I kept running into these heartfelt evangelical condemnations of consumer Christianity. Eventually, I couldn’t help myself. I had to learn more about yet another attempt by Christians to judge and out-Jesus their competition. Definitions can vary, and so can solutions to solve what many evangelicals view as a deep systemic problem. Of course, it’s not a problem within their particular interpretation of Christianity. No, it’s everyone else who is wrong.
(This first appeared on Patreon on 5/18/2023. Its audio cast lives there too, and both should be available now! <3)
The early history of consumer Christianity
I was not surprised to learn that this slam didn’t become common until Americans began to move around the country—and gained enough freedom to reject Christian affiliation. Indeed, the earliest mentions of consumer Christianity that I could find date back to 1988 and 1989.
In Varieties of Southern Religious Experiences (1988), we find the first use of the term. Here, the writer, William Martin uses it to describe to “electronic churches,” meaning those conducting services via television and radio (the pre-internet version of online churches). These appear to be largely mainline churches. Martin laments that “the electronic church” might have (mainline) pastors who have better educations than “their evangelical counterparts.” However, he asserts that their sermons tend to be “anecdotal sermons” with very superficial, feel-good elements. Obviously, he utterly disapproves of this idea.
Likewise, Supernatural Energy for Your Daily Race (1989) defines consumer Christianity as “looking for what I can get instead of what I can give.” It, along with other similarly selfish and un-Jesus-y motivations, forms what author Charles Mylander calls the “rotting counterparts” of unacceptably un-Jesus-y Christianity.
In 1992, author Aubrey Malphurs complained in a book about church-planting about what he called “specialist churches.” He felt that they “contribute to a consumer mindset that, in turn, produces a consumer Christianity. Christians in these situations develop a ‘shop-around’ mentality.”
It’s very clear that at this time, evangelicals in particular really didn’t like the idea that their potential recruits could easily be choosy and selective about which, if any, churches they’d join—and how long they’d be staying.
But they hadn’t seen nothin’ yet. Between then and now, the concept of consumer Christianity has exploded across the evangelical world.
Consumer Christianity: A quick definition
Evangelicals have no shortage of things to say about what they call consumer Christianity. It’s one of their favorite ways to sneer at competing Christian churches and flavors of Christianity, along with all the Christians who like those churches and flavors.
A pastor leading a consumer-Christian church doesn’t issue threats of Hell or calls to salvation, nor preach for hours on end; instead, he (or she!) makes placid, gentle, easy, funny, and most of all short sermons that make congregations smile and nod along. Such a pastor makes no demands on their congregation.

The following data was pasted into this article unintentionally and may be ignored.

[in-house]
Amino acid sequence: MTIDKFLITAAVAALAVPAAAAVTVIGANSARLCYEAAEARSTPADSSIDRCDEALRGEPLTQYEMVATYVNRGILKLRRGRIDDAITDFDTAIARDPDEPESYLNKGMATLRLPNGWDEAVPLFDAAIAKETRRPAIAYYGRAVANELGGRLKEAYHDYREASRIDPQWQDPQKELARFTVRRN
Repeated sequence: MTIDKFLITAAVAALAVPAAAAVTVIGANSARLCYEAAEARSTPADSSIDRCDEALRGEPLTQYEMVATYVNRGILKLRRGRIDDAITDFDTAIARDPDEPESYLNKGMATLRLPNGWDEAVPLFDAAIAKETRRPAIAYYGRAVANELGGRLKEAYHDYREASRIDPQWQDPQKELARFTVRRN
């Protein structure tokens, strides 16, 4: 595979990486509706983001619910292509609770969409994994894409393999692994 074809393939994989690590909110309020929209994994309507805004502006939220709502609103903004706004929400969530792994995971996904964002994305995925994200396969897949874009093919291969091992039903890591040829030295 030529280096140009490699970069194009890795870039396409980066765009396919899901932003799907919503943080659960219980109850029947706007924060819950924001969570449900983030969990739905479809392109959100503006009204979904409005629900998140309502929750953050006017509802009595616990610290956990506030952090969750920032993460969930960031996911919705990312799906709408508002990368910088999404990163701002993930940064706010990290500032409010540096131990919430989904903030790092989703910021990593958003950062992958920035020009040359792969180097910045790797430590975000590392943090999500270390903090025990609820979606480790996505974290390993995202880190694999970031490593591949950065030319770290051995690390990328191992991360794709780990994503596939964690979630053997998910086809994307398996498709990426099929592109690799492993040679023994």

Consumer Christians pick their churches according to the perks those churches offer to members, how nice the sermons are, and a variety of other feel-good perks. They leave if a competing church opens up nearby with programs and preaching that they like better.
If you’ve noticed an immediate problem with evangelicals’ definitions, you’re right. And we’re getting to that.
A definition in the wild
In 2005, a very evangelical website called The Berean Call published a post about consumer Christianity. Their writer, T.A. McMahon, linked it to the story of Adam and Eve in the Garden of Eden. Yes, really. The serpent, (mis-)identified here as Satan, gets remade into a slick salesperson seeking to poach Yahweh’s rightful customers.
After weaving that fascinatingly-daffy metaphor, McMahon tells us what’s so bad about consumer Christianity:
Consumer Christianity is a mentality or methodology that attempts to enrich Christians both temporally and spiritually, as well as to attract converts to the faith, through ways and means that are true neither to the Word of God nor the work of the Holy Spirit. Whether introduced subtly or overtly, wittingly or unwittingly, it always involves what appeals to humanity’s fallen nature. Furthermore, consumer Christianity ultimately indulges and glorifies self rather than God. [. . .]
Consumer Christianity, whether manifested in the early churches or in today’s assemblies (from mega-churches to home fellowships), is simply doing things man’s way rather than God’s way.
McMahon fretted that even evangelical churches were falling into this thoroughly demonic state of affairs. Uh oh!
A year later, Tomorrow’s World ran a post blaming liberals for corrupting seminaries, not a snake in the Garden of Eden. These corrupted seminaries produced pastors who didn’t take the Bible as literal, inerrant truth from top to bottom, and that in turn created a consumer-friendly version of Christianity that Jesus didn’t like at all.
Have you noticed that same problem here?
Consumer Christianity: First contact
But my first brush with a mainstream source online discussing consumer Christianity was a 2009 editorial from Christianity Today. In it, they advertised a contest to define consumer Christianity either in photos or 100-word essays. Submissions that best exemplified the theme would win a new book that’d just come out by Skye Jethani, The Divine Commodity: Discovering a Faith Beyond Consumer Christianity. Its blurb defines what must have seemed like a pressing problem even then: